context: The targets set out in this plan are largely consistent with other high-level plans and do not represent any major change to ambition. They will likely be easily achieved. Planners aim for the share of renewables in the power grid to rise by about 1 percent per year through to 2025. This will then gradually accelerate, as the National Development and Reform Commission aims to have 40 percent of the nation’s electricity coming from renewables by 2030.

By 2025, power generated by renewable sources will fulfil at least 50 percent of new demand for electricity, promises the ‘14th 5-year plan for renewable energy development’, issued 1 Jun 2022. The plan also aims to have wind and solar power generation double by 2025 compared to 2020 levels, implying that output from these two sources should reach roughly 1450 TWh per year by 2025.

Other major targets, all of which are anticipatory (i.e. non-binding) for 2025, include

  • consumption of renewable energy to reach 1 bn tsce (tonnes of standard coal equivalent), up 47 percent from 2020
  • generating roughly 3300 TWh from renewables (inc. hydro) per year by 2025, up 50 percent from 2020
  • power from renewables (inc. hydro) will make up about 33 percent of total electricity consumption, with 18 percent coming from non-hydro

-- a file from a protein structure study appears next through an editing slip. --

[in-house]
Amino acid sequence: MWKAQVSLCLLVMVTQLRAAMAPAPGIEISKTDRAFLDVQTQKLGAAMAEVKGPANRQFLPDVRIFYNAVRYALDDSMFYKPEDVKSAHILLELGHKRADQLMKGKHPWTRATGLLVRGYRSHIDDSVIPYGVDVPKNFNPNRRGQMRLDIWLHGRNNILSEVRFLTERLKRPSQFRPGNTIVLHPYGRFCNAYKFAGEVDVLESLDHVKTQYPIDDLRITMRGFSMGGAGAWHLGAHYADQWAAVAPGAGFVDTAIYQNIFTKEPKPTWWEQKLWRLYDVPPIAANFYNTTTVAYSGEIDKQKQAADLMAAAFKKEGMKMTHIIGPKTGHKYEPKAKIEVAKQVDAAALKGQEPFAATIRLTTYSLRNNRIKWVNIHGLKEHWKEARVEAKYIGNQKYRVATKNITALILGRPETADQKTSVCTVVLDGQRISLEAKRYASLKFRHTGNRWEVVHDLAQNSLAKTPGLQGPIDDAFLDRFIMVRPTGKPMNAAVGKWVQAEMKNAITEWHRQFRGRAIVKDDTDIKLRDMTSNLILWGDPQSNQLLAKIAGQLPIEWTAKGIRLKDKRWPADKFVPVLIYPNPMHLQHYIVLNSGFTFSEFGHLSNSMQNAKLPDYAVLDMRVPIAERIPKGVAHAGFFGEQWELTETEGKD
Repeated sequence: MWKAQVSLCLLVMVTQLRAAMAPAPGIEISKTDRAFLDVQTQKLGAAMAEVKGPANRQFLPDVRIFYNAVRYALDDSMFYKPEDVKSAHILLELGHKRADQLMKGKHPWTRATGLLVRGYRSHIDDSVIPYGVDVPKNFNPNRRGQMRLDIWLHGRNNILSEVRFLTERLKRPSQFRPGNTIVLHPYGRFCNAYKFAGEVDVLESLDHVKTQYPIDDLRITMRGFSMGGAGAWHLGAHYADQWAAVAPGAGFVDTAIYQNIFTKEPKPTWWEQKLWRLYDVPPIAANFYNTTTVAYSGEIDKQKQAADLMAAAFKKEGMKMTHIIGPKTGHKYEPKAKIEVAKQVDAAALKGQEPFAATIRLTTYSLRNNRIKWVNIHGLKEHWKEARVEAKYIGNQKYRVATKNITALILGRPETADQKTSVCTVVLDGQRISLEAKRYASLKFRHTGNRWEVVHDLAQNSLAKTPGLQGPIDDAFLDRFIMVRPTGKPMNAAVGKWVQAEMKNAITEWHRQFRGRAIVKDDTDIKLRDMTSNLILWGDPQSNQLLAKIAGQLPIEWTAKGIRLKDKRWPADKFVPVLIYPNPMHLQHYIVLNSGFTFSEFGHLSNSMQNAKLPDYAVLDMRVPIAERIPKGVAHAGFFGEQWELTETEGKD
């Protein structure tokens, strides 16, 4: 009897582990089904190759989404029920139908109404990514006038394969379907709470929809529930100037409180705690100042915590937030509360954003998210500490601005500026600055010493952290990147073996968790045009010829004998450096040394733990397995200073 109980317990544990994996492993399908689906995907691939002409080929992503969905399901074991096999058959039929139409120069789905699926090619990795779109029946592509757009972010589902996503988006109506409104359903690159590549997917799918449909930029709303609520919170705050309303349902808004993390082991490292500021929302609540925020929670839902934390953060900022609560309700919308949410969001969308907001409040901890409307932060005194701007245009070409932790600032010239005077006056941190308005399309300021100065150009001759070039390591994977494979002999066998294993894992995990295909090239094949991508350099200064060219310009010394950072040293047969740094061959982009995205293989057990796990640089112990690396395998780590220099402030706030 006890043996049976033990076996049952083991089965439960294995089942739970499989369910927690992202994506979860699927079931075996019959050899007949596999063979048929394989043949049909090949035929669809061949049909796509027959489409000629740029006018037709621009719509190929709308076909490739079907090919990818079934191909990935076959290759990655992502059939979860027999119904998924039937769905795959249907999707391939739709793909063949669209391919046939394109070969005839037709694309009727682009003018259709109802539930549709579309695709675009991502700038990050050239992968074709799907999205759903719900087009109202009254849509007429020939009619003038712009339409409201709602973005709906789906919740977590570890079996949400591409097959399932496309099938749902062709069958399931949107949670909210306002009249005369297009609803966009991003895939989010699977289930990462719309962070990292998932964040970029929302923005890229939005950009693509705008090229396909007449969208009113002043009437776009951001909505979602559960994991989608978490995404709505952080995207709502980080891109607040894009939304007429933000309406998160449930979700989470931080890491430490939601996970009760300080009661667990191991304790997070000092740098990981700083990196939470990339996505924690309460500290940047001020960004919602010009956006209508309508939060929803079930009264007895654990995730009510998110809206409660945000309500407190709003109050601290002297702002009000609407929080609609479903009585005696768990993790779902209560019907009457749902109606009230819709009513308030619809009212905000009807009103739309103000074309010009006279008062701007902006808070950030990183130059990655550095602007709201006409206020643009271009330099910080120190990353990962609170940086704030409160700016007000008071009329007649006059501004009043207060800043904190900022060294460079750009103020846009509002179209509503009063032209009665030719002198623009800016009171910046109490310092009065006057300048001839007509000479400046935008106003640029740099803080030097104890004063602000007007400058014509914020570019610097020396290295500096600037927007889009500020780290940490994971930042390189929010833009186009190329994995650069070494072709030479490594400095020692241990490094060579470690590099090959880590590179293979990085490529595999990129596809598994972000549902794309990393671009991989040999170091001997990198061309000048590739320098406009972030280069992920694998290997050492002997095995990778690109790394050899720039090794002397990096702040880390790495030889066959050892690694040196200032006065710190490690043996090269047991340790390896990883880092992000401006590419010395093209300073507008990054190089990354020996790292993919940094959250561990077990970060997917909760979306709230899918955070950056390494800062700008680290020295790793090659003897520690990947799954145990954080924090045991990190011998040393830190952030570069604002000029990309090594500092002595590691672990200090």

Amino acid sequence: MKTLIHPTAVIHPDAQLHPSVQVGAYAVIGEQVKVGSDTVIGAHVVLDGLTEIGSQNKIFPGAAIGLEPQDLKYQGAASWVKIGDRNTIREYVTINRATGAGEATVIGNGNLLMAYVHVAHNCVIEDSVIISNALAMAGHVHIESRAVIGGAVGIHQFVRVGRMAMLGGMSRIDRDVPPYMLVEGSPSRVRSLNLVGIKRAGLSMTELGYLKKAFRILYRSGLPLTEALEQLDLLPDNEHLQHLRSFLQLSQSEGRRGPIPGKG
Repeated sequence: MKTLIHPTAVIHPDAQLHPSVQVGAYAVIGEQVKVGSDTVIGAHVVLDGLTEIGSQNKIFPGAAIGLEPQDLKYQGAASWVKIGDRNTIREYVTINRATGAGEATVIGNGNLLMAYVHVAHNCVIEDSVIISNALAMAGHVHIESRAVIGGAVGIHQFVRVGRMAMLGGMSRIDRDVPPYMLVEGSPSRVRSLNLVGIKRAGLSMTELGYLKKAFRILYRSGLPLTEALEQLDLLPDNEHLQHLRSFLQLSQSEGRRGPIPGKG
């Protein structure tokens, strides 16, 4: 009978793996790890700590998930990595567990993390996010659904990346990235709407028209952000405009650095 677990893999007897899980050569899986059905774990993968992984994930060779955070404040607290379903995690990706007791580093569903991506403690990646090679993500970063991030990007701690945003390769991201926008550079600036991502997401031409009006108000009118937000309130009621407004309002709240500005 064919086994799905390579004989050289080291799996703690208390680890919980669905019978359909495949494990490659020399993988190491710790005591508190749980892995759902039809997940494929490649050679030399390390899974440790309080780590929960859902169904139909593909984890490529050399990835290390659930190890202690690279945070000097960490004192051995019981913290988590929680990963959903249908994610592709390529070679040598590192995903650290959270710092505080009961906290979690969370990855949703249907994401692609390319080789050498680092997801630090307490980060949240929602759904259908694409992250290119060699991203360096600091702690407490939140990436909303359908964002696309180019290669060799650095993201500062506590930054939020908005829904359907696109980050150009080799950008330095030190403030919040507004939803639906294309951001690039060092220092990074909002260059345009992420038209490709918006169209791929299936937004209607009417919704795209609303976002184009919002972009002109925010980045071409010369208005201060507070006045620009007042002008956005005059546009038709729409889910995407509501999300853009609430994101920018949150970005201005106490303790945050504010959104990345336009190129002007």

The plan was jointly issued by nine ministries, underscoring the importance of renewables in coming years, reports Caixin. For two years now, NDRC (National Development and Reform Commission) has set targets for each province to have a certain percentage of renewable and non-hydro renewable energy in their electricity consumption, which are then assessed for completion (e.g. Gansu’s target was to have 49.5 percent of its electricity from renewables in 2021, but fell short by 2.6 percent). The new plan will incorporate performance on these targets in local government evaluations, raising the stakes for local officials to ensure they are met.

For the first time, the plan also touches on the non-electrical use of renewable energy. By 2025, geothermal heating, biomass heating, biofuels and solar thermal heating should together be supplying at least 60 million tsce of energy, per the plan.

As costs continue to fall, the plan envisions future renewables growth to be driven by markets rather than policy. The plan promises to break down market and administrative barriers to renewable power being traded in power markets by

  • encouraging renewables generators to sign multi-year PPAs (power purchasing agreements) with retailers and users
  • allowing interprovincial buyers to directly trade with generators rather than via grid agents
  • improving spot markets and ancillary service compensation